A young Indian engineer has designed the supermarket trolley of the future, equipped with a range of functions to create an interactive shopping experience.
Digital technology at the point of sale is now a reality, and the smartphone has practically become an extension of the body for so many people who cannot bear to be separated from their mobile device. Some time ago L’Atelier reported on a study which forecast that smartphones would become the key tool used by shoppers as they move around inside the store. A couple of years down the road, this trend has really caught on and such innovative initiatives as the connected shopping mall have begun to emerge. Now Bhargav Sridhar, an engineering student at a university in the Indian city of Bangalore, has just won the prize for the ‘Best Innovation in the Retail category’ at the Innovation Jockeys Season 2 contest sponsored by Accenture and Yahoo, which rewards ‘India’s Most Innovative Minds across Campuses’. He carried off the prize with his design for KART, the shopping cart of tomorrow, which is intended to help provide a smoother, more enjoyable in-store shopping experience. As Pierre Bosche, the then Technology Financial Services Managing Director at Accenture, predicted back in 2007, the smart trolley is now at hand.
Multiple functionality carts
The smart cart designed by 21-year old student Bhargav Sridhar is a new-generation shopping trolley. It has a screen on which you can track how your purchases are mounting up as you move through the store, and as you are pushing the cart it will synchronise with your smartphone to allow you to see what remains on your shopping list and spot any useful promotions on offer. Meanwhile an RFID reader will scan your items, enabling you to pay for them directly, without having to queue up at the checkout. The trolley will also be equipped with a set of scales to weigh your fresh food purchases. In fact smart carts do already exist, one example being the Wind cart from French company Caddie, which allows you to scan your purchase items yourself and visualise your journey through the store via a touchscreen and integrated GPS functionality.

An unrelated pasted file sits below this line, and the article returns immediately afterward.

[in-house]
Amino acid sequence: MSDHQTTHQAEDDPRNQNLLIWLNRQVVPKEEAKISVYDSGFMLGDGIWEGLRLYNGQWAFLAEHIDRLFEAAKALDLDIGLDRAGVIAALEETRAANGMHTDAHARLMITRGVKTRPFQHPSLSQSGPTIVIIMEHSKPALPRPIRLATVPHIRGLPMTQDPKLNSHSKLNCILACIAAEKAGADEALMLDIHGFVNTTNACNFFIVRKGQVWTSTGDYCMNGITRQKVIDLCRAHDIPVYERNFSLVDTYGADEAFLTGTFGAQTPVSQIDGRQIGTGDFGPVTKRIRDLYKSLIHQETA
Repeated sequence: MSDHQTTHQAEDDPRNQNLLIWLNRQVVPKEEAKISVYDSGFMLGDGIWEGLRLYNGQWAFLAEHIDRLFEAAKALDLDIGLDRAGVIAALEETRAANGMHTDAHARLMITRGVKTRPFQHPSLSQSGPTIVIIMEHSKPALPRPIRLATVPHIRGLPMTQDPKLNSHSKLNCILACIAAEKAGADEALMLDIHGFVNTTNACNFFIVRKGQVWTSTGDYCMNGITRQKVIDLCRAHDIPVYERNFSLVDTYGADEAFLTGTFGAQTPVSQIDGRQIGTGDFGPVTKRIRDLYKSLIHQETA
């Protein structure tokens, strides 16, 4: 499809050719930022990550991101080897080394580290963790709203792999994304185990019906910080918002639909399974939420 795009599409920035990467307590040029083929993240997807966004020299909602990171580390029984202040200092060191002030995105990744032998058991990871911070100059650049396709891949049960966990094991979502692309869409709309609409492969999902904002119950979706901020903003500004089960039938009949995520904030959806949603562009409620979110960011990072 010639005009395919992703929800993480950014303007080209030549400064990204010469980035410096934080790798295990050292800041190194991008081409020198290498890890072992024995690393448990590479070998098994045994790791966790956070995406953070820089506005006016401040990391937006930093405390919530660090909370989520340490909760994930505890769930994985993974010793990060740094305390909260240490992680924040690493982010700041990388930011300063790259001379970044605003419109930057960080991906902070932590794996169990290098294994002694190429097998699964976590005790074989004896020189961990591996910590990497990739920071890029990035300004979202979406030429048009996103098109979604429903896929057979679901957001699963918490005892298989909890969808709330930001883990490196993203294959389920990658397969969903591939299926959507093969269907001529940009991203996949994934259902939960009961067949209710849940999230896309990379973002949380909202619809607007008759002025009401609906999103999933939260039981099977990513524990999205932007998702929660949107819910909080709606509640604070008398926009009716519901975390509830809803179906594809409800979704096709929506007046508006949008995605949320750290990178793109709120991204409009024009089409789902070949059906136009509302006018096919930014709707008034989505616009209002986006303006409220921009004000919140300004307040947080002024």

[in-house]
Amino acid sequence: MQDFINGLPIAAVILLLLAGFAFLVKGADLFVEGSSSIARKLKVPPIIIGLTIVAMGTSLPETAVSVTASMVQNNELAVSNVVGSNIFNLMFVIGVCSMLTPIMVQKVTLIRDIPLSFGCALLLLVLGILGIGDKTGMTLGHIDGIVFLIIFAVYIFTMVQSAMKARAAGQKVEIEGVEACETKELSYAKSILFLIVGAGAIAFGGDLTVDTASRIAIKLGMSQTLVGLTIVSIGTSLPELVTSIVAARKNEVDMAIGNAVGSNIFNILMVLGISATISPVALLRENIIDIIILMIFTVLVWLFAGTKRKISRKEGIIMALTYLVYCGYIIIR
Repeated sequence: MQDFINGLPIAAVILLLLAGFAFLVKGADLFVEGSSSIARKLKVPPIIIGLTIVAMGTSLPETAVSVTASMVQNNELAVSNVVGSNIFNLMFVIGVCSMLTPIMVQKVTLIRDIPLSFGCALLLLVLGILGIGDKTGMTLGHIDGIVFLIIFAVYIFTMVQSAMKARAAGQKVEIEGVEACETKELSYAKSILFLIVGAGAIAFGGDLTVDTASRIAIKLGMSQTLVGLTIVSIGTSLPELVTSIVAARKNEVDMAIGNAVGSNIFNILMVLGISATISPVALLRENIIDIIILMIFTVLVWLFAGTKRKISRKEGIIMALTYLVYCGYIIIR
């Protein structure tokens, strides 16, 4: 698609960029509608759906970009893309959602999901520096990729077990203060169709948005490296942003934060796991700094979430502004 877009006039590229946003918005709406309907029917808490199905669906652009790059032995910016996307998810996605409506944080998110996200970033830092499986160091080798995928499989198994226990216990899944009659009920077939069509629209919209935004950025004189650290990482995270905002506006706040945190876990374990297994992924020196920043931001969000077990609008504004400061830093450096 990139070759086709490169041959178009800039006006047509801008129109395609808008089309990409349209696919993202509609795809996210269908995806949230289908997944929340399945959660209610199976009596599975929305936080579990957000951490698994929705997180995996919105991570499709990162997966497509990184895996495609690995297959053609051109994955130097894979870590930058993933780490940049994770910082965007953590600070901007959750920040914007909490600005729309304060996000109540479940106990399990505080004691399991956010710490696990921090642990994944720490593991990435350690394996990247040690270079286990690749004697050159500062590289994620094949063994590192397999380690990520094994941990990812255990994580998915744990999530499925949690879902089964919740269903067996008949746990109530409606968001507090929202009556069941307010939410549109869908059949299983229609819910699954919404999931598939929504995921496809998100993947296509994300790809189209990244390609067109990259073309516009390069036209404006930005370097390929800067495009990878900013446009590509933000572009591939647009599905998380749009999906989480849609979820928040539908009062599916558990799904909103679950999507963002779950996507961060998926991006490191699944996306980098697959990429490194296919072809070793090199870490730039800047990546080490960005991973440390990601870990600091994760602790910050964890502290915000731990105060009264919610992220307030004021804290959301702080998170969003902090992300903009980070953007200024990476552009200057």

Keeping your purchases and your bill under control
KART goes a step beyond these options, really placing the user at the centre of things. “When I recently went to a supermarket to buy groceries, I had to stand in a long queue to pay, which resulted in an unpleasant shopping experience. Searching for the products across the aisles and trying to remember my shopping list was also a problem. I also realised that there was a tremendous possibility for in-store marketing and advertisements. KART was born as a solution to these,” explains Bhargav Sridhar. Having tapped in a shopping list on to his/her smartphone, the customer will then be able to synchronise the mobile device with the screen on the trolley. S/he will be in complete control of the shopping experience as the RFID reader will allow the customer to pay directly and thus avoid queuing up at the checkout. Sridhar says he gets a great buzz out of providing innovative solutions to existing problems so as to increase user satisfaction. Currently in his final year at the Visvesvaraya Technological University in Bangalore, he intends to focus entirely on developing his KART after completing his studies. At the moment he is in fact working on another project to create a search engine for finding infographics and diagrams online.